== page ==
# Stratford's separation criterion

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- | *<math>x'</math> is the effective length of the boundary layer. Note that computing <math>x'</math> can be a bit tricky. If the boundary layer is first accelerated up to the start of the recovery a turbulent boundary layer can be assumed to have the followig effective length: | + | *<math>x'</math> is the effective length of the boundary layer. Note that computing <math>x'</math> can be a bit tricky. If the boundary layer is first accelerated up to the start of the recovery and is assumed to be turbulent all the time a turbulent boundary layer can be assumed to have the followig effective length: |

+ | :<math>x' = \int_0^{x^{turb}_{rec}} \left( \frac{U}{U_{max}} \right) ^ 3 dx + (x - x^{turb}_{rec})</math> | ||

+ | Note that this is only valid if the approaching boundary layer can be assumed to be fully turbulent. If the boundary layer is laminar, or undergoes transition, a different approximations needs to be done. | ||

Stratford's separation criteria is known to be conservative. It will most likely predict a bit too early separation. | Stratford's separation criteria is known to be conservative. It will most likely predict a bit too early separation. |

## Revision as of 17:54, 14 February 2008

Stratford's separation criteria is an old classical analytical way to assess if a turbulent boundary layer is likely to separate or not. Stratford's criteria says that from the start of the pressure recovery where the max velocity and the minimum static pressure is obtained the boundary layer is on the verge of separation when:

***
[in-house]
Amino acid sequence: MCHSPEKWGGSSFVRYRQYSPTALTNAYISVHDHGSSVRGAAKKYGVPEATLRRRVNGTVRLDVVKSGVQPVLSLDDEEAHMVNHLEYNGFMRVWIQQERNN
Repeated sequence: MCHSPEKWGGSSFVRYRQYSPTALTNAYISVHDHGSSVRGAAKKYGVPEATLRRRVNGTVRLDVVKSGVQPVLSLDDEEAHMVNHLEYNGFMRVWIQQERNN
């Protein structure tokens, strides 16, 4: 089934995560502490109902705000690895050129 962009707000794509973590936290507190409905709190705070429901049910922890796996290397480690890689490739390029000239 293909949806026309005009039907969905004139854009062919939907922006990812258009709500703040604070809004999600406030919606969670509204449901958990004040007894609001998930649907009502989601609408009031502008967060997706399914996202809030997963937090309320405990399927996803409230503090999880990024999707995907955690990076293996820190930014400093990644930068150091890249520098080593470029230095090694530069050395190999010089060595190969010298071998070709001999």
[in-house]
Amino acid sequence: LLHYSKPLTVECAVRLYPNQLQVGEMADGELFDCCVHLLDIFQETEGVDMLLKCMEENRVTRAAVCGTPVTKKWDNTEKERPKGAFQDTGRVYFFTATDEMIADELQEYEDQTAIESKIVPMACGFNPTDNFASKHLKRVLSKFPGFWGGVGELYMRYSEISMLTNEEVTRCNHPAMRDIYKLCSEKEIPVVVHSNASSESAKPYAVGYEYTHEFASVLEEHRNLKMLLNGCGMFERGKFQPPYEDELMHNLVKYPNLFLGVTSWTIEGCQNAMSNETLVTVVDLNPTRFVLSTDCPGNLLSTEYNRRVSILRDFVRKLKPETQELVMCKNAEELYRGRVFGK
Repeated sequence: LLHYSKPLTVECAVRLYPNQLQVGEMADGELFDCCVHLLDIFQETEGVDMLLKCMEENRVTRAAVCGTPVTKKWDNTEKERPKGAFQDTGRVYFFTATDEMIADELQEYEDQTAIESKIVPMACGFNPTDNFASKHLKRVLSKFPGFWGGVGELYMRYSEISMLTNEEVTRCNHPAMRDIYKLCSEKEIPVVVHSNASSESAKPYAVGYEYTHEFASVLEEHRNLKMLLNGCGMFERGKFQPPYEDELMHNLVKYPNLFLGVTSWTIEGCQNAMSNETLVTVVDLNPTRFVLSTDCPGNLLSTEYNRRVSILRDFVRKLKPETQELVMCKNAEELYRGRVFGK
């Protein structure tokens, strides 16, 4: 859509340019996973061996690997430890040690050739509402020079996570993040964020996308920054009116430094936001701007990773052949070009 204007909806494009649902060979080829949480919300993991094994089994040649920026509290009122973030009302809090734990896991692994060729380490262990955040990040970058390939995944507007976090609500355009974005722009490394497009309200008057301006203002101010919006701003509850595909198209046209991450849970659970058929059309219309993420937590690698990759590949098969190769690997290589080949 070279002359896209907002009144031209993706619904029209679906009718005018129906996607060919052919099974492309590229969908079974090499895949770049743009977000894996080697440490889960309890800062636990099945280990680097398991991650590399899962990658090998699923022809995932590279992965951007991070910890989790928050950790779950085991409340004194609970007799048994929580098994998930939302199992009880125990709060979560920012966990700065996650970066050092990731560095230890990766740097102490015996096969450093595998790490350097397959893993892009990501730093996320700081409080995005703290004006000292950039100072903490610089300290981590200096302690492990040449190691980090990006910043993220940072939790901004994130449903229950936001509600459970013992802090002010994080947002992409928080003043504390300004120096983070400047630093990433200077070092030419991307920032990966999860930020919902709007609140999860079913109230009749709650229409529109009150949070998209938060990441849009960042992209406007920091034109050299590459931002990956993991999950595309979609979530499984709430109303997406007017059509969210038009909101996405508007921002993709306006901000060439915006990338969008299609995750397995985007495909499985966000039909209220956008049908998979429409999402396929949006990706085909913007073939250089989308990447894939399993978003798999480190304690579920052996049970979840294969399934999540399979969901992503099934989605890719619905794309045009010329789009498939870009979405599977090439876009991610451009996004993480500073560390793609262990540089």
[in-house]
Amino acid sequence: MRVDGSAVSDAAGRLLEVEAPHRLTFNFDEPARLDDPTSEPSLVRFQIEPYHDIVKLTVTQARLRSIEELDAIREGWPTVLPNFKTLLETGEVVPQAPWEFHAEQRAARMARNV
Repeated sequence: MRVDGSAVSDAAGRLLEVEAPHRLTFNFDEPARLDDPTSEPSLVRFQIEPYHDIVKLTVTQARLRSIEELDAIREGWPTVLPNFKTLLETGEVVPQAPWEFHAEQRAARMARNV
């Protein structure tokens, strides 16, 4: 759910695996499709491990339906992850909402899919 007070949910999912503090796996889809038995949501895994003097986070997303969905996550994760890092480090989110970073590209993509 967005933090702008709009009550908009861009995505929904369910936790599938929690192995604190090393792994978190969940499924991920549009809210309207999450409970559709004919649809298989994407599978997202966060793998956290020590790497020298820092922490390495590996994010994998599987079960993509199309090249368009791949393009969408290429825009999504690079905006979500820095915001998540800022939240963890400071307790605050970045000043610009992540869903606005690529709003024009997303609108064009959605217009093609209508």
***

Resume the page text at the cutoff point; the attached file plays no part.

This formula is only valid as long as .

- is the canonical pressure distribution defined by:

- is the local velocity and is the maximum velocity at the start of the pressure recovery.

- is a constant which Stratford used the following values for:

- is the effective length of the boundary layer. Note that computing can be a bit tricky. If the boundary layer is first accelerated up to the start of the recovery and is assumed to be turbulent all the time a turbulent boundary layer can be assumed to have the followig effective length:

Note that this is only valid if the approaching boundary layer can be assumed to be fully turbulent. If the boundary layer is laminar, or undergoes transition, a different approximations needs to be done.

Stratford's separation criteria is known to be conservative. It will most likely predict a bit too early separation.